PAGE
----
Accidental Empires, Part 5 (Chapter 1b)

 

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ACCIDENTAL EMPIRES — CHAPTER 1B

Several hundred users of Apple Macintosh computers gathered one night in 1988 in an auditorium in Ann Arbor, Michigan, to watch a sneak preview demonstration of a new word processing application. This was consumerism in its most pure form: it drew potential buyers together to see a demonstration of a product they could all use but wouldn’t be allowed to buy. There were no boxes for sale in the back of the room, no “send no money, we’ll bill you later.” This product flat wasn’t for sale and wouldn’t be for another five months.

Why demonstrate it at all? The idea was to keep all these folks, and the thousands of people […]

Accidental Empires, Part 4 (Chapter 1a) — The Demo God

accidental-195x300ACCIDENTAL EMPIRES CHAPTER ONE

THE   DEMO-GOD

Years ago, when you were a kid and I was a kid, something changed in America. One moment we were players of baseball, voters, readers of books, makers of dinner, arguers. And a second later, and for every other second since then, we were all just shoppers.

Shopping is what we do; it’s entertainment. Consumers are what we are; we go shopping for fun. Nearly all of our energy goes into buying—thinking about what we would like to buy or earning money to pay for what we have already bought.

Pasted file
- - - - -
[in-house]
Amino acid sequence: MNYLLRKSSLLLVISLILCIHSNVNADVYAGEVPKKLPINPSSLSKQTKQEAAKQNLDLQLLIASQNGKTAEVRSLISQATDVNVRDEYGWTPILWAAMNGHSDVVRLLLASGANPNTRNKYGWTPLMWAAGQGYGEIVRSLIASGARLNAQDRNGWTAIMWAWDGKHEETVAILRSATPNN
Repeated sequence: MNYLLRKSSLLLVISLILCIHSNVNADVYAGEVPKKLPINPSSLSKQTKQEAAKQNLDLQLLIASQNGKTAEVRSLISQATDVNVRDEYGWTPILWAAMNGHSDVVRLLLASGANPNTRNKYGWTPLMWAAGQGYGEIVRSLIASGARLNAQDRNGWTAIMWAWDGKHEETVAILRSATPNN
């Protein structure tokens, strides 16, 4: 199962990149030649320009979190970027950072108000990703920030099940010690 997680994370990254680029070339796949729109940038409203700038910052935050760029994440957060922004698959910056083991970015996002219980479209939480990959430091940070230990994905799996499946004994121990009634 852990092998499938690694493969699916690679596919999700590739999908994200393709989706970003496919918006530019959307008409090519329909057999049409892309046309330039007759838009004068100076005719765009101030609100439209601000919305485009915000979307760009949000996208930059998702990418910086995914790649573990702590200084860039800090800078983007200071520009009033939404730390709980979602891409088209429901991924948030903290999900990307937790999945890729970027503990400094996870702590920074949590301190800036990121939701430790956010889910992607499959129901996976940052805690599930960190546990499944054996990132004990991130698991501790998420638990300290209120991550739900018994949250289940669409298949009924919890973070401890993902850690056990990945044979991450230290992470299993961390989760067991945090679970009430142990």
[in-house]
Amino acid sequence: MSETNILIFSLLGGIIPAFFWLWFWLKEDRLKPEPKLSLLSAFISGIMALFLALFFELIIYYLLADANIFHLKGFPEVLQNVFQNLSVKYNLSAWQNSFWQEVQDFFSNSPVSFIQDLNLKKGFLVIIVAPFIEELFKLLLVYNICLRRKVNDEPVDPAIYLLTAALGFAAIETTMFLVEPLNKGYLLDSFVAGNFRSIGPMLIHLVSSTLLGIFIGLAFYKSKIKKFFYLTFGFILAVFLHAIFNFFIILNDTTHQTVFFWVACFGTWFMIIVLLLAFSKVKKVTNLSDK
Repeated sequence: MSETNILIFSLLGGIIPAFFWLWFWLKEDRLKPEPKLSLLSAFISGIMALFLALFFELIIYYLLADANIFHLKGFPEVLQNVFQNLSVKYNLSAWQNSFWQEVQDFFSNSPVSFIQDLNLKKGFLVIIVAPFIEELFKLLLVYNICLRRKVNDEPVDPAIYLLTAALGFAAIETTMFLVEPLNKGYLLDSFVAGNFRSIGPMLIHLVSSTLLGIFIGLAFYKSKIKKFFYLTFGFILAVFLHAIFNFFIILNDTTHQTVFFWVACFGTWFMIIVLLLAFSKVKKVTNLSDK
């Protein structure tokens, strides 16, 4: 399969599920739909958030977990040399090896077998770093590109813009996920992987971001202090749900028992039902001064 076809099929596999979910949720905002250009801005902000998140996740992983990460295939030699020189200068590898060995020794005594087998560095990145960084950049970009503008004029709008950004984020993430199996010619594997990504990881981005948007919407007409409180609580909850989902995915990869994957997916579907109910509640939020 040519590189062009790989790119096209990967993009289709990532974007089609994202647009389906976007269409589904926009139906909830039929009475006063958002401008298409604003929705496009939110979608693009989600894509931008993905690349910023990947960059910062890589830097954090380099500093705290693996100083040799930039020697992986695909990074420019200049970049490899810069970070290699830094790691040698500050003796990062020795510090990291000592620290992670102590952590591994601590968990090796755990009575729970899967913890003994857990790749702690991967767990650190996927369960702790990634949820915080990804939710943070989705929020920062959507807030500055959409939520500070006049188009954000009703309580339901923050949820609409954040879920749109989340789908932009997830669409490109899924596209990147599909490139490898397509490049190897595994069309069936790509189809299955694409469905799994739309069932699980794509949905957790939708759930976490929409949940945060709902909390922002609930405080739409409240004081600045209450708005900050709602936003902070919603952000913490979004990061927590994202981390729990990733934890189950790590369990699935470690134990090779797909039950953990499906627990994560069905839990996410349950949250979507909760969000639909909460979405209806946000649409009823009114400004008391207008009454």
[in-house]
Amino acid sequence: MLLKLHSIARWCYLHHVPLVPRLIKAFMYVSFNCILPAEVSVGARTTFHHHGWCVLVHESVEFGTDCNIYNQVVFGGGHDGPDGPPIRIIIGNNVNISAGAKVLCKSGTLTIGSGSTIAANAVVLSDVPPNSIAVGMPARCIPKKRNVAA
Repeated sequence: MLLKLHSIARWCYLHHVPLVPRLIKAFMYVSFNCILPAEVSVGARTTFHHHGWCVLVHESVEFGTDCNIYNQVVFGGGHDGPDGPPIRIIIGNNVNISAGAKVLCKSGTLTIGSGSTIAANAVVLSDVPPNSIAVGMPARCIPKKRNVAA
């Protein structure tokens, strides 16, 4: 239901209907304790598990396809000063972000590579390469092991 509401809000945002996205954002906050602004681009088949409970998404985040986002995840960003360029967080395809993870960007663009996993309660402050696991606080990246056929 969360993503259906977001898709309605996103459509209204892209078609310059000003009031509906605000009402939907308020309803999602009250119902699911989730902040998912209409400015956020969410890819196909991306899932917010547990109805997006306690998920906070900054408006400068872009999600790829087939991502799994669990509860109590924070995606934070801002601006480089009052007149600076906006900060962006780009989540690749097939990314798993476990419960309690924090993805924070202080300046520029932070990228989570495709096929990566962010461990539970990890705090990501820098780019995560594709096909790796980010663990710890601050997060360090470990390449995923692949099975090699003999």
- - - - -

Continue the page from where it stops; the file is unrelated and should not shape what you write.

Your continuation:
We invented credit cards, suburban shopping malls, and day care just to make our consumerism more efficient. We sent our wives, husbands, […]

Accidental Empires, Part 1 — Looking back at a golden era

accidental-195x300February, 2013 –

We stand today near the beginning of the post-PC era. Tablets and smart phones are replacing desktops and notebooks. Clouds are replacing clusters. We’re more dependent than ever on big computer rooms only this time we not only don’t own them, we don’t even know where they are.  Three years from now we’ll barely recognize the computing landscape that was built on personal computers. So if we’re going to keep an accurate chronicle of that era, we’d better get to work right now, before we forget how it really happened.

Oddly enough, I predicted all of this almost 25 years ago as you’ll see if you choose to share this journey and read on. […]

Life after the personal computer

A reader pointed out to me this week that the personal computer is well over 30 years old — a number that has real consequence if you are familiar with my work. He remembered I predicted in 1992 that PCs as we knew them would be dead by now. I was obviously a little off in my timing. But only a little off. PCs are still doomed and their end will come quicker than you think.

Here’s what I wrote in my book Accidental Empires in 1992:

It takes society thirty years, more or less, to absorb a new information technology into daily life. It took about that long to turn movable type into books in the […]